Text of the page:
Luther — Shotgun shells litter the ground. Human silhouettes are spray-painted in red on a wooden wall. Bullet holes are everywhere.

This is a training ground of a group of men who plotted to kidnap Gov. Gretchen Whitmer, according to the FBI. Buried deep in the northern Michigan woods, 30 miles southwest of Cadillac, it also was allegedly used by the group as a meeting place and possible launching pad for their scheme.

Neighbors occasionally heard gunshots coming from the site, but that’s a common sound in the hunting-crazed region, they said.

This secluded camp near the village of Luther was allegedly used by men plotting to kidnap Gov. Gretchen Whitmer. (Photo: Chris duMond, Special to Detroit News)

That changed last month when residents heard what sounded like a bomb.

Cliff Demos, whose farm is a half-mile from the site, said the blast was followed by automatic gunfire, approximately 30 rounds of it.

“This is Luther. We hear gunshots at 3 or 4 in the morning,” he said. “But that was scary.”

Barry Croft, 44, of Bear, Delaware, one of six men accused of being part of the conspiracy to kidnap the governor, had brought what he called his “chemistry set” to the site that day, according to the FBI. It contained the components of an improvised explosive device.

The device comprised a commercial firework that was packed with extra black powder, an FBI agent wrote in an affidavit. It was then wrapped with pennies and electrical tape as shrapnel.

The group ignited the device in a clearing surrounded by the human silhouettes to see if they would be struck by the shrapnel, the agent said.

The alleged activities of Sept. 12 and 13 are known because the group was joined by an informant and undercover agent who secretly recorded the proceedings. Also alleged to be present with Croft during the training are the other five accused in the conspiracy: Adam Fox, 37, of Potterville; Ty Garbin, 24, of Hartland; Kaleb Franks, 26, of Waterford Township; Daniel Harris, 23, of Lake Orion; and Brandon Caserta, 32, of Canton Township.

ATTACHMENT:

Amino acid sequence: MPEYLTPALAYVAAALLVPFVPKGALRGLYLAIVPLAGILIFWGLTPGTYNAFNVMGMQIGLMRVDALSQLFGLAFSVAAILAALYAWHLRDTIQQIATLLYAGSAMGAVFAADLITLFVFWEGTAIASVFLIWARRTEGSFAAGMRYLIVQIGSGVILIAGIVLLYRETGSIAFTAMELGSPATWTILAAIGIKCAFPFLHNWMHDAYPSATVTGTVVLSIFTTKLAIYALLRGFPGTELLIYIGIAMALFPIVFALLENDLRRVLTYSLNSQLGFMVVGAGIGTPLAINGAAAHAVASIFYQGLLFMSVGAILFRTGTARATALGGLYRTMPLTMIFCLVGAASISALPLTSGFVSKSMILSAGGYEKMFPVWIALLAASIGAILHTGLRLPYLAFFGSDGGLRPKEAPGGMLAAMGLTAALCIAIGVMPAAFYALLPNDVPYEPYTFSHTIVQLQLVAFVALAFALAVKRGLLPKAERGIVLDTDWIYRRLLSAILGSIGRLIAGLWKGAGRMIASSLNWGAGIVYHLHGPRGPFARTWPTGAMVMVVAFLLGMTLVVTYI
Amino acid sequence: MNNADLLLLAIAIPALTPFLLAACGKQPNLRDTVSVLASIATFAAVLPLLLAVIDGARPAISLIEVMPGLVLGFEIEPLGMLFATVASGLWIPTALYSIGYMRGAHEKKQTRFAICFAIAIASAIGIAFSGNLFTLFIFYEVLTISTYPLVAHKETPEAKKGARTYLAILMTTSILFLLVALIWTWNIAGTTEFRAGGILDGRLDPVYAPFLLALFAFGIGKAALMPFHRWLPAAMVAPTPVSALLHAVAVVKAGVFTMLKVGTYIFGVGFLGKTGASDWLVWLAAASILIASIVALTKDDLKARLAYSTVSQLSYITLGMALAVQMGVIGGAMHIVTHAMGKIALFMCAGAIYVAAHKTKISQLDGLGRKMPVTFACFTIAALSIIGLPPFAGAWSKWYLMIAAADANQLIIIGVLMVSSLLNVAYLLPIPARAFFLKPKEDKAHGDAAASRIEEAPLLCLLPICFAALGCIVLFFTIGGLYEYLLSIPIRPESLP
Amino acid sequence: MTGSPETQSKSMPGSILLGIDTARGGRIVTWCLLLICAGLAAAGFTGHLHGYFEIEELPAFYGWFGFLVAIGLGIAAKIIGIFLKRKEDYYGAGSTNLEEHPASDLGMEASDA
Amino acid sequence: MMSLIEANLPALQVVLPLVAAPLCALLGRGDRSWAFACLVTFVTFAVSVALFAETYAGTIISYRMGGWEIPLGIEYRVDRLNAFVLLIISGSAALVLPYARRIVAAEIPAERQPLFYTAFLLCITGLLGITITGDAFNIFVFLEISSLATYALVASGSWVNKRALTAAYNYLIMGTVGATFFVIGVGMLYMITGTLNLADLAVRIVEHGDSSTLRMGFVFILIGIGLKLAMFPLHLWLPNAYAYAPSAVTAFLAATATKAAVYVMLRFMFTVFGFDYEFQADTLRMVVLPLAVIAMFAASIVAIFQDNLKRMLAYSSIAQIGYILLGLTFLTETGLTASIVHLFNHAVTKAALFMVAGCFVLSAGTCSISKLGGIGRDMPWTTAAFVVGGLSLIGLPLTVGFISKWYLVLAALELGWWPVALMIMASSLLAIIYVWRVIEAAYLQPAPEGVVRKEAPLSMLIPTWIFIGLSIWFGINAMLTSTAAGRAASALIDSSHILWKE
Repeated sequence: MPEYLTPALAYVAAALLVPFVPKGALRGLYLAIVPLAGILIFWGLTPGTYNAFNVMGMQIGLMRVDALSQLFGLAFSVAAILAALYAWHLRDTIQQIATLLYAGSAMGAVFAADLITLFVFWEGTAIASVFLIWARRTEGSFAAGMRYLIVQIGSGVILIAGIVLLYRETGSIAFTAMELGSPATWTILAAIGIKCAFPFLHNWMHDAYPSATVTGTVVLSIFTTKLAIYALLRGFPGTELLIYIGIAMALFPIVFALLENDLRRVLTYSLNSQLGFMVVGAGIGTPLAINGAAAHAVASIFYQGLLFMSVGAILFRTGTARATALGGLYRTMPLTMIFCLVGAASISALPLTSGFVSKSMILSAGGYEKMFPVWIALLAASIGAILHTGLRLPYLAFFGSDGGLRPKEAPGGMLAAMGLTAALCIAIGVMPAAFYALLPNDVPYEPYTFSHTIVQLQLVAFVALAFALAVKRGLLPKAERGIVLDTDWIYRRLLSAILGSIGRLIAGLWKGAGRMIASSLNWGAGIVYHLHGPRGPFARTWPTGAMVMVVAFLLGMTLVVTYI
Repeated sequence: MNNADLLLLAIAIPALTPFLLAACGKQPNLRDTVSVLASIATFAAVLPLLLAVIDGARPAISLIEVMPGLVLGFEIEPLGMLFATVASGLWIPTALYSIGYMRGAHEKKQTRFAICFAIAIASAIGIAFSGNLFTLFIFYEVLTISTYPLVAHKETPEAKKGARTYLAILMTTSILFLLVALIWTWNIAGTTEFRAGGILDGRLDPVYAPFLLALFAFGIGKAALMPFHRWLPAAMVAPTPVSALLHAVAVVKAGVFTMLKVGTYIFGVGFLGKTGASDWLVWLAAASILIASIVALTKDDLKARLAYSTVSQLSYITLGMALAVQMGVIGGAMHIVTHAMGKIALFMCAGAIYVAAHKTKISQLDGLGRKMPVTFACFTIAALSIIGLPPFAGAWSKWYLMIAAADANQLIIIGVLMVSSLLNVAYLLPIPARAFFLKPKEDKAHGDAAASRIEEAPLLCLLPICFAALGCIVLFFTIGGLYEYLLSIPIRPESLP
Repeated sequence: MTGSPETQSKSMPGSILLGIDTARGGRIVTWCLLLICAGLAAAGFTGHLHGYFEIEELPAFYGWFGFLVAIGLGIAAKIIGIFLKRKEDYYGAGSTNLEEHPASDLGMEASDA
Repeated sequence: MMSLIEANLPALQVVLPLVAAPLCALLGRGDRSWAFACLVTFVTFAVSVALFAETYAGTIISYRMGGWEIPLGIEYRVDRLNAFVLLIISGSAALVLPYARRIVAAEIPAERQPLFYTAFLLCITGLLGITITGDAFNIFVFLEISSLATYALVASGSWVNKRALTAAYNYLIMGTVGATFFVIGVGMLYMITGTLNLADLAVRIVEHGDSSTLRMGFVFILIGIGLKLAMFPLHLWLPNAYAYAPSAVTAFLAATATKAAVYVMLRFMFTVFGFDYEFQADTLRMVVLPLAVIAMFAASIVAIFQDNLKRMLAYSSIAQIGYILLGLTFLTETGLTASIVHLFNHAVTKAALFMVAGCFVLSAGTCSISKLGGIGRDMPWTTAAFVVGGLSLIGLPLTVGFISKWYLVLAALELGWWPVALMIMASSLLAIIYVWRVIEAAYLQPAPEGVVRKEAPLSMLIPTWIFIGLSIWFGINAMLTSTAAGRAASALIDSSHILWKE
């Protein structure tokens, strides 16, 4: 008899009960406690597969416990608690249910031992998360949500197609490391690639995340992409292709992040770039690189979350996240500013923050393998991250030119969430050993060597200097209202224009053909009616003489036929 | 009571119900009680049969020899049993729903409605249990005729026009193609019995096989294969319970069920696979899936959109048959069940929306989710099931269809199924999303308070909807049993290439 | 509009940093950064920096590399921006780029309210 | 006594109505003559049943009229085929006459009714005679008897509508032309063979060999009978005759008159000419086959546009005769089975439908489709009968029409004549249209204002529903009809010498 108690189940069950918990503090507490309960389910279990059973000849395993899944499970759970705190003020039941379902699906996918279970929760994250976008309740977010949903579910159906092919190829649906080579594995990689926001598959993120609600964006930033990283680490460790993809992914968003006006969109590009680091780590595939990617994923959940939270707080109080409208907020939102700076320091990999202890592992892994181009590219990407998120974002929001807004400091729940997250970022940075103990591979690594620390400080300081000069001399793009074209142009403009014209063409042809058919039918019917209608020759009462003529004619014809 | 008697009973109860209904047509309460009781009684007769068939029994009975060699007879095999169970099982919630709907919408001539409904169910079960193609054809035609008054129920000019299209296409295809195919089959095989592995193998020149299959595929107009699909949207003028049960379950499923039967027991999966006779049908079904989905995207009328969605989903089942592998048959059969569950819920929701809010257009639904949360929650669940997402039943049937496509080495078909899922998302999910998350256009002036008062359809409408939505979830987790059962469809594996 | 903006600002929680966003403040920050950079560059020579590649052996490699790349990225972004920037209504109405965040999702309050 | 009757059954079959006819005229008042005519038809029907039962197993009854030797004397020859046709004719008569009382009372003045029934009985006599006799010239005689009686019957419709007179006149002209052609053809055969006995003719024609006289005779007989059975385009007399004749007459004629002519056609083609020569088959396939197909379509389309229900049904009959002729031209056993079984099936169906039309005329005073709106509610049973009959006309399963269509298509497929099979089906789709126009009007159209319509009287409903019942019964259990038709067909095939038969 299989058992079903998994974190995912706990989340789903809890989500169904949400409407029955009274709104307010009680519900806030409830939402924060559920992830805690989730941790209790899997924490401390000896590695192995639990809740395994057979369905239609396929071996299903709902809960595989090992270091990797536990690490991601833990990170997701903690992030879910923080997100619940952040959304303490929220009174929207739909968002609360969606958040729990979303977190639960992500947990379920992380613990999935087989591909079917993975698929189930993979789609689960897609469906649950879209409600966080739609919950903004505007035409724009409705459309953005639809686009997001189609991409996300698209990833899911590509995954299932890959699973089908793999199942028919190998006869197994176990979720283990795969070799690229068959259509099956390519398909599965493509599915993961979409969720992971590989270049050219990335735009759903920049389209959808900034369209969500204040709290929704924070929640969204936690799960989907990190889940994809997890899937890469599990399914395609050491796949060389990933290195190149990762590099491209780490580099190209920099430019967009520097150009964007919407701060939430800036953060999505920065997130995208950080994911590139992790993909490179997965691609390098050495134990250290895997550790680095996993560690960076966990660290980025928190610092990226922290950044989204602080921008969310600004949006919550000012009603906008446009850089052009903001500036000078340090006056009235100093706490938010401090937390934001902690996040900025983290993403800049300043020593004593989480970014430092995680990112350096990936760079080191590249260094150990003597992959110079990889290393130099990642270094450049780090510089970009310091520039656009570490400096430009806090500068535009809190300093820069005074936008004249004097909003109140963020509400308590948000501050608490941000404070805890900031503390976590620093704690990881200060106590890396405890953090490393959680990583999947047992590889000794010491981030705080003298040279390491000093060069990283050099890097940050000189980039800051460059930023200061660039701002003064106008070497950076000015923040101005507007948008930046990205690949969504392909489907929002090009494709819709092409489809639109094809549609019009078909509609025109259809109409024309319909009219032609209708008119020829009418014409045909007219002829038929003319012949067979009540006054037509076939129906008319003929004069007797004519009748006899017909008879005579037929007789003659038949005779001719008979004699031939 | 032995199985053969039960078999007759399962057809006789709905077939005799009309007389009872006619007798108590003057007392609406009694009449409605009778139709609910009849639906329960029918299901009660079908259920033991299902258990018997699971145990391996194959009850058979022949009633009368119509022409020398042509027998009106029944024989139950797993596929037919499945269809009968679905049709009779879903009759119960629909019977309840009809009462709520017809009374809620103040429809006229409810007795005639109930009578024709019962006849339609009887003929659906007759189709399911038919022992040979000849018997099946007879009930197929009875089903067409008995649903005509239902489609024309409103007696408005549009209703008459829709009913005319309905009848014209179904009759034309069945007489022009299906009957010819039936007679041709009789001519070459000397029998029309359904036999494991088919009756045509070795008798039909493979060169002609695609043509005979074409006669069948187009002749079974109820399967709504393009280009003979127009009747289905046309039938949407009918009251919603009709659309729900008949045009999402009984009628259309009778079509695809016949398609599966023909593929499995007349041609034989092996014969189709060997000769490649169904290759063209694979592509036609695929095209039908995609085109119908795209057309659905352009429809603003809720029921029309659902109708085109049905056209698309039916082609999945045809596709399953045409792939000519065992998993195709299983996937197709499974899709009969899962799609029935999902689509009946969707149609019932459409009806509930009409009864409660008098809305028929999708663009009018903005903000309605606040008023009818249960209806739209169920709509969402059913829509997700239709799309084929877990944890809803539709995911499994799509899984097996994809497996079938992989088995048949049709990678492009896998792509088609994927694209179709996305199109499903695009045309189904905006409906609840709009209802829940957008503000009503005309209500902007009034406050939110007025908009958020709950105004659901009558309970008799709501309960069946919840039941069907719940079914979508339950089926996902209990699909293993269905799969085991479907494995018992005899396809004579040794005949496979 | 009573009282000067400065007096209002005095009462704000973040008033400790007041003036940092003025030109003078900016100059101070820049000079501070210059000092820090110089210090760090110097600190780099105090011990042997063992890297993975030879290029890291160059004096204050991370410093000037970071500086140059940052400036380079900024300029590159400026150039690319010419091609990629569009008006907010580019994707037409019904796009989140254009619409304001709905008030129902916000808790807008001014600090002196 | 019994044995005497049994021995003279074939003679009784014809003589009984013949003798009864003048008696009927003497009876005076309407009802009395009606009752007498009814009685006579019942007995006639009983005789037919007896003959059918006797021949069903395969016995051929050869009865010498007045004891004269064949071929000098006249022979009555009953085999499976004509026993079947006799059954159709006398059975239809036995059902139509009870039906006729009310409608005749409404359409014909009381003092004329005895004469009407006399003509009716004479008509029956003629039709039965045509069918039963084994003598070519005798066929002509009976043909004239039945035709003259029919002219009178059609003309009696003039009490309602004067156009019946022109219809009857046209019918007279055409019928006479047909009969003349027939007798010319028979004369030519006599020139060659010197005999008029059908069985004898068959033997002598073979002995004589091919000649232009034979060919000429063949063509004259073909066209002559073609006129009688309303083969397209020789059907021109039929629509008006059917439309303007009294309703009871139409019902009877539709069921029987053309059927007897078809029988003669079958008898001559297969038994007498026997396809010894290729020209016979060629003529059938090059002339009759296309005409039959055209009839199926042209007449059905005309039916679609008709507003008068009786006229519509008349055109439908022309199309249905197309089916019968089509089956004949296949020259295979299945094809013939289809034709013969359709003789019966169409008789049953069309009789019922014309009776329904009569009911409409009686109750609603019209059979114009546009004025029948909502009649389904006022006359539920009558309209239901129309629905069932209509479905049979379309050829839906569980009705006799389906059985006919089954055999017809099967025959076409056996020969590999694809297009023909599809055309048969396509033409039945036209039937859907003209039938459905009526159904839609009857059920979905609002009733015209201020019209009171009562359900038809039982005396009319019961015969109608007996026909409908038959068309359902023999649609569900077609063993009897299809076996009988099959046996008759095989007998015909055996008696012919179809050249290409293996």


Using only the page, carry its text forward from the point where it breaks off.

According to the FBI, Fox discussed the merits of trying to kidnap Whitmer at her northern Michigan home.

“And it’s a perfect f—— setup,” Fox allegedly said during the recorded conversation. “Out of everywhere that she resides, this is the only one that’s probably actually feasible with a success rate.”

Later that night, several members of the group drove 80 miles to the summer home of Whitmer in Elk Rapids, the FBI said. Traveling in three cars, Croft asked Fox whether the group was armed.

“Fox confirmed that they were, and Croft suggested they take the opportunity to conduct an act of violence that night,” wrote the FBI agent.

Croft was talked out of the action, and the next day, the group met at the training grounds to confirm their plan to kidnap the governor, said the FBI.

“An FBI (undercover employee) told Fox that it will cost approximately $4,000 to procure the explosives that Fox and Croft want to use, to blow up the bridge leading to the vacation home,” the agent wrote.

The group scheduled a final training exercise for late October, according to the FBI.

According to federal and state officials, wider plans also included seven members and associates of a Michigan militia known as the Wolverine Watchmen. State officials have accused them of wanting to overthrow Michigan’s Capitol, target police and “instigate civil war.” Michigan Attorney General Dana Nessel charged the seven with the state’s anti-terrorism law, a 20-year felony.

Meanwhile, Fox, Garbin, Franks, Harris and Caserta are scheduled to appear for detention hearings at 9:30 a.m. Tuesday in federal court in Grand Rapids. Croft is in custody in Delaware and will face a hearing there on Tuesday. He could be transferred to Michigan soon. 

The conspiracy charges filed against them last week are punishable by life in prison.


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